That’s gonna be some thoughts on different git branching models, and how to handle multiple supported versions of an app.

There is a great git branching model: GitFlow.
It serves well, works nice for tons of different cases.

For some scenarios it can be too complex, thus things like GitHub Flow or GitLab Flow were created.
But if always moving forward and frequent deploys are not exactly your case - then git flow works nice.

Let’s assume one needs to support and develop several releases, available outside, at the same time.
For example, we can have 2 releases to support: soon to release 1.0, and 1.1 with more features, but later to deliver.

Interesting things happen once there is a desire to work on stabilizing release 1.0 and next features at the same time.

Release 1.0 could be started as a branch from develop, accumulating all the things prepared so far.
Assuming we already preparing release 1.1 - we also create release 1.1 branch from develop (or previous release).

As a result we end up with following branches composition:

  • develop: most recent, ‘integration’ branch, must have all features/commits ever added to the system
  • release/1.0
  • release/1.1

Features to implement can be done via short living feature branches.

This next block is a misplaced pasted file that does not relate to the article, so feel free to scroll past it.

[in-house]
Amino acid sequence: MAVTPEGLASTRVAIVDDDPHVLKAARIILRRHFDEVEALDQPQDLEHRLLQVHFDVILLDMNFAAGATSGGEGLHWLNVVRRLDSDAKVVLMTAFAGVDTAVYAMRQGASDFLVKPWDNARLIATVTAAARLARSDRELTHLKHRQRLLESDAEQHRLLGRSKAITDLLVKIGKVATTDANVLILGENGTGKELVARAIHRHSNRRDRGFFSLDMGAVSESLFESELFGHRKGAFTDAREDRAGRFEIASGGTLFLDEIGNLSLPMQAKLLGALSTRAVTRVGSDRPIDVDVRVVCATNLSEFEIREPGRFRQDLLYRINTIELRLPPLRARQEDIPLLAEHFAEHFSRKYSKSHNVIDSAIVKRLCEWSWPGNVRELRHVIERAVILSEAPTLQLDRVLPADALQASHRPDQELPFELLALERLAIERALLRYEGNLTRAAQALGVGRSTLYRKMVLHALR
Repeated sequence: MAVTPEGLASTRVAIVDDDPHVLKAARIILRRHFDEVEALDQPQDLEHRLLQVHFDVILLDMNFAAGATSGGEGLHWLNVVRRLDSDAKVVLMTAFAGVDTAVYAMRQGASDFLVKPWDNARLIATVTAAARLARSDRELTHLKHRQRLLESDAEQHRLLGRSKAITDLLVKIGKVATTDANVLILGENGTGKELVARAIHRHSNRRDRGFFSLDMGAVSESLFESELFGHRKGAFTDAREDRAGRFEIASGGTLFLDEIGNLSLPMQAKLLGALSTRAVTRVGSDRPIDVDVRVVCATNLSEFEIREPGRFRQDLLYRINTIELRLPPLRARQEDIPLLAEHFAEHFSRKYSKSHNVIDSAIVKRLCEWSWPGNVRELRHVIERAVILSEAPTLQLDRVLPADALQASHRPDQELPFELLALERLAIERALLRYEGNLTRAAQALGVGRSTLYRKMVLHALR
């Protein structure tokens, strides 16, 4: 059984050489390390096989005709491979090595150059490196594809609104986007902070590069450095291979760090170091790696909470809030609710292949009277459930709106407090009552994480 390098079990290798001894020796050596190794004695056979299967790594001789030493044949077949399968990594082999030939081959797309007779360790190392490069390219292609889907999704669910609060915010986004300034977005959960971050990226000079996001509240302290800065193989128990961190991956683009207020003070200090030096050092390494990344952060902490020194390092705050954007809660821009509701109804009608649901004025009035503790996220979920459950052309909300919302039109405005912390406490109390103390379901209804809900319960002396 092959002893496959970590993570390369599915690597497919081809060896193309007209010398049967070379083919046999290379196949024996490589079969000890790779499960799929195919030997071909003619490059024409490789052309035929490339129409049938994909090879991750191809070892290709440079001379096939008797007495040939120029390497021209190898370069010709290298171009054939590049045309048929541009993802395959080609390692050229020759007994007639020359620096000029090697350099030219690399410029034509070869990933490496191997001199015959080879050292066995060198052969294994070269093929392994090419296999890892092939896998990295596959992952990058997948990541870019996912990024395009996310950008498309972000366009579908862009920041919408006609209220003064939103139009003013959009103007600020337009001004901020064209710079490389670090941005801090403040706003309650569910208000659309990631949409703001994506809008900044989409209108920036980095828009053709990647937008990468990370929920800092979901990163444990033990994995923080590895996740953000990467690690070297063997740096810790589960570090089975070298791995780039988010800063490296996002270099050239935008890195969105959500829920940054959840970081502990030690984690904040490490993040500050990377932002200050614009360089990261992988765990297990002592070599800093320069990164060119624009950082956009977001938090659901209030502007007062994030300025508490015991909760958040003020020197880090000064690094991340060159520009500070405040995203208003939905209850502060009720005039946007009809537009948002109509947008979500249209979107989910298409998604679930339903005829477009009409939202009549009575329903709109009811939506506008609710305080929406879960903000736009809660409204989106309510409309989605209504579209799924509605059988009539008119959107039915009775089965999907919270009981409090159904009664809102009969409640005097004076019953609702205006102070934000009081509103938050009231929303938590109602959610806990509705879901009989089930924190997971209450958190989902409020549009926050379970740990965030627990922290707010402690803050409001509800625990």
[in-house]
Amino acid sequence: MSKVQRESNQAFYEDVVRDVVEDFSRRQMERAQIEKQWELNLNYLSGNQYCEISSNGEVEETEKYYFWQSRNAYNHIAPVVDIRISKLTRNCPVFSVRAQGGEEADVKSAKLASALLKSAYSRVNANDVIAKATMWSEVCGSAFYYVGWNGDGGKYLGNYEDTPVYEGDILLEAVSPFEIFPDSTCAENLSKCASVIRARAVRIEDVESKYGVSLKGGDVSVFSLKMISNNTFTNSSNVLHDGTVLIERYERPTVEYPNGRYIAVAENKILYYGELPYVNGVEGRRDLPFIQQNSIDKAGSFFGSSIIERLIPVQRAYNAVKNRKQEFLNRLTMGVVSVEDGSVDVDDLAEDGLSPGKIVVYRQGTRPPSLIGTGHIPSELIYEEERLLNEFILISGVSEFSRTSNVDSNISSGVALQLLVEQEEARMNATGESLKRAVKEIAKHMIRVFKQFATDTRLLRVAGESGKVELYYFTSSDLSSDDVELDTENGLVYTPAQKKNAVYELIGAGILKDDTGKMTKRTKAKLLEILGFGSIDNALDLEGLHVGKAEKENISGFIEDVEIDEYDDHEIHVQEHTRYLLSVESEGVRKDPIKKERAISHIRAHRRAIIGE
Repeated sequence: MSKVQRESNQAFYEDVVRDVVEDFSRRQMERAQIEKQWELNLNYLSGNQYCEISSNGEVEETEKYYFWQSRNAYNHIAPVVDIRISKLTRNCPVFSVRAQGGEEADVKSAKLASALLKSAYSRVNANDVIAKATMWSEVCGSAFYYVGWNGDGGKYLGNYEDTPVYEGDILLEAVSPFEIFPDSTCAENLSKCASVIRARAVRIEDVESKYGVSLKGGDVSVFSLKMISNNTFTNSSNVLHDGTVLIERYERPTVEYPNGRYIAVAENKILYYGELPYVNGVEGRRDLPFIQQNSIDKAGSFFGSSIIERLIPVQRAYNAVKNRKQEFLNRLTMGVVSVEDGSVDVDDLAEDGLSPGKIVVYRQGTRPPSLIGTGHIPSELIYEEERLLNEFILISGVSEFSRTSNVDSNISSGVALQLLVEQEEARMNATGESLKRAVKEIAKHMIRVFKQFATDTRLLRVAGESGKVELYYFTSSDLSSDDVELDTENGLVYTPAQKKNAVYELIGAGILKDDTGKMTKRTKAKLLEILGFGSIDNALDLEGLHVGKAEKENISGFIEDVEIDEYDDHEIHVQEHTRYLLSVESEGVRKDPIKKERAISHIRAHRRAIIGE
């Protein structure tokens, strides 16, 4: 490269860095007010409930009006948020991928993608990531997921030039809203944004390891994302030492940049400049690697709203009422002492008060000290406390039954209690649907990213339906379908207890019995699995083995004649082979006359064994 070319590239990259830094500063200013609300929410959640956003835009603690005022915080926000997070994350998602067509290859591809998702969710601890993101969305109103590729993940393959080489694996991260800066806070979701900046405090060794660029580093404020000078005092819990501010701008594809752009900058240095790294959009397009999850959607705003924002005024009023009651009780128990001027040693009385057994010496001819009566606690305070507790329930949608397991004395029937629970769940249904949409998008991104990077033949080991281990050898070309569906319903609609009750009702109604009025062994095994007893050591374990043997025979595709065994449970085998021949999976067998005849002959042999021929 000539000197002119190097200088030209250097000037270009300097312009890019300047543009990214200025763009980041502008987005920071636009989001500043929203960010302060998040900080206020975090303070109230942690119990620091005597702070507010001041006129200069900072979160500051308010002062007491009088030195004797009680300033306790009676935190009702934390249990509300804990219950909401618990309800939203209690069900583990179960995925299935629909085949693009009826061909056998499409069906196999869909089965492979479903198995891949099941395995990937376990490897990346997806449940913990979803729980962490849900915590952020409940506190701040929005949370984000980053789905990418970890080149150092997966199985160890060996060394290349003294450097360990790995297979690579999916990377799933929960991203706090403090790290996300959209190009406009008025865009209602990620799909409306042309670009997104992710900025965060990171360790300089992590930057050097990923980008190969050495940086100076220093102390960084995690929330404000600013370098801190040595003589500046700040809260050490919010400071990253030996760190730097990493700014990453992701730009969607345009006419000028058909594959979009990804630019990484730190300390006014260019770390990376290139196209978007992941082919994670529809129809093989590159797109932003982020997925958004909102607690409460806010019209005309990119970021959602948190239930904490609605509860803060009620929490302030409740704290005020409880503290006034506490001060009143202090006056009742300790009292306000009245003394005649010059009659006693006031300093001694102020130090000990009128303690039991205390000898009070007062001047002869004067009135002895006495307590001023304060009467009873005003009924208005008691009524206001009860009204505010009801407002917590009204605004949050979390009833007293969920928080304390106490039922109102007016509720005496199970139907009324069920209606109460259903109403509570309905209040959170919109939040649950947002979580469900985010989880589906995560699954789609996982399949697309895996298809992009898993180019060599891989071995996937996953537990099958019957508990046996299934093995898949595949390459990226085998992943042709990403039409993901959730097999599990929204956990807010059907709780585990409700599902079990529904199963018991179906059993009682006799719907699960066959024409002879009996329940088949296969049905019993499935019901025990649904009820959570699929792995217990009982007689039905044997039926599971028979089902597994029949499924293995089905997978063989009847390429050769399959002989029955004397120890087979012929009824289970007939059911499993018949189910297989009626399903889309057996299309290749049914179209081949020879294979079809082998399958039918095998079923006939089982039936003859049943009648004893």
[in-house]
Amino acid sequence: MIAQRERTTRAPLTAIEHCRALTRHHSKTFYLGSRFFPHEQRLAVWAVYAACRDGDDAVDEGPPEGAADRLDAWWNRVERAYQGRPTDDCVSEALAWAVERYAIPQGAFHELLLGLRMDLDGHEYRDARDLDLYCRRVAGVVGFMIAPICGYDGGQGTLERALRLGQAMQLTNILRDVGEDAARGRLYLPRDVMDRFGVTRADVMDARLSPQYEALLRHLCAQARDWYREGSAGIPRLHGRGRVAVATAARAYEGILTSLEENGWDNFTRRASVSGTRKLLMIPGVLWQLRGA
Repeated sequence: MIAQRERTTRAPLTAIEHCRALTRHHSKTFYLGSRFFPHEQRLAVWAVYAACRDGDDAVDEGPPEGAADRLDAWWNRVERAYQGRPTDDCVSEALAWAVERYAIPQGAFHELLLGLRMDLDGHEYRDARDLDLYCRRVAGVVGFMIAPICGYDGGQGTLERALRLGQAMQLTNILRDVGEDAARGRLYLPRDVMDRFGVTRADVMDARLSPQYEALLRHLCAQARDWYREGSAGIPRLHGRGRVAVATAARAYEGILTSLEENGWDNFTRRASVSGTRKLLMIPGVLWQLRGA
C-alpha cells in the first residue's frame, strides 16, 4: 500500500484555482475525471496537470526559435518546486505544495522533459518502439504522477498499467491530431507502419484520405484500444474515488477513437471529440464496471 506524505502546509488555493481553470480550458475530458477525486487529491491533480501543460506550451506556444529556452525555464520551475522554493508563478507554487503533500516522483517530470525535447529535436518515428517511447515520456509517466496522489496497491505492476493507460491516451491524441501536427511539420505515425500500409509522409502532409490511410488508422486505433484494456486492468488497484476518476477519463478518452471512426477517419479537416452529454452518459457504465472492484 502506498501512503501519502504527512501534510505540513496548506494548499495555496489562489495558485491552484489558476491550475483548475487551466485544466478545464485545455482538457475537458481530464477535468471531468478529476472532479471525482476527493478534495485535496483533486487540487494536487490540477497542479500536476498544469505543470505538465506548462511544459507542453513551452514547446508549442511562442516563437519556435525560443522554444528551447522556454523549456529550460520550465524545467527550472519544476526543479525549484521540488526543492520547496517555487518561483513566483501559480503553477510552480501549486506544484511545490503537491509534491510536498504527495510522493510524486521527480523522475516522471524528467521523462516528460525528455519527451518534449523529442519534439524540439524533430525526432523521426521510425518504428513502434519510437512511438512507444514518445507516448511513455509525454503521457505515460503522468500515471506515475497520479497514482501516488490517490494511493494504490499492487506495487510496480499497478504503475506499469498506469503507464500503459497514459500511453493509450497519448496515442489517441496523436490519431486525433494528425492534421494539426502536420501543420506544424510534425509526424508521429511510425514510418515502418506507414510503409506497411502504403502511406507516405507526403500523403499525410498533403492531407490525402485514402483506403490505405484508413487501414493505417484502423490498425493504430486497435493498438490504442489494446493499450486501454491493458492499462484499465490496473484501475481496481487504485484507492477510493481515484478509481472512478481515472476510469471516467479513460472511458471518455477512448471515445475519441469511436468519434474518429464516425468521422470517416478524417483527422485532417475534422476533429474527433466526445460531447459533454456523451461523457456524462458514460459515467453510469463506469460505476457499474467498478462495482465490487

#+begin_example TO REMOVE?
It can be good practice to prepare special branches, representing environments solution was deployed to:

  • staging: branch for your staging environments, quite the same with production; you can conduct extensive end-to-end checks and demo sessions here
  • prod/main: production branch

The problem I don’t like - when you add something in release 1.0, how to propagate it to release 1.1?

I see two main approaches for that:

  1. Merge immediately in multiple places
    Once you create your feature branch feat-1.0, and ready to merge it - create several merge/pull requests:
    feat-1.0 -> release/1.0
    feat-1.0 -> release/1.1 (cherry pick)

    feat-1.0 -> develop (cherry pick)

The good about it - all changes immediately propagated, none will be lost.

The bad about it - you need to do it. Actually create X merge/pull requests.
You also usually want to remove obsolete feature branch, so you also should do it after last request merged.

Most of the tools atm won’t do it automatically (there is an open issue in GitLab for example).

So you either do it manually, with a risk of making mistakes, or do your own automatization tool for that.

  1. Backport releases from time to time
    Once you create your feature branch feat-1.0, and ready to merge it - merge it. And that’s it. The flow for developer working on the feature is simple.

But someone had to backport 1.0 to 1.1, 1.1 to next release, up until develop branch.
You can do it daily, as morning routine for instance.

It’s somewhat convenient, simple workflow, but temporary your branches are not in sync.
Extra ~8 hours between propagation can cause you extra merge conflicts, especially if there is a refactoring of any kind happens.

I personally don’t enjoy both ways. If it’s not automated - it is prone to fail, be forgotten, dependent on manual actions to perform.

First approach can be enhanced with automated pull/merge requests creation, using API for correspondent tool of yours.
Or you can use plain git, and backport in timely manner.

Probably I should write a tool for either option, and give it a proper try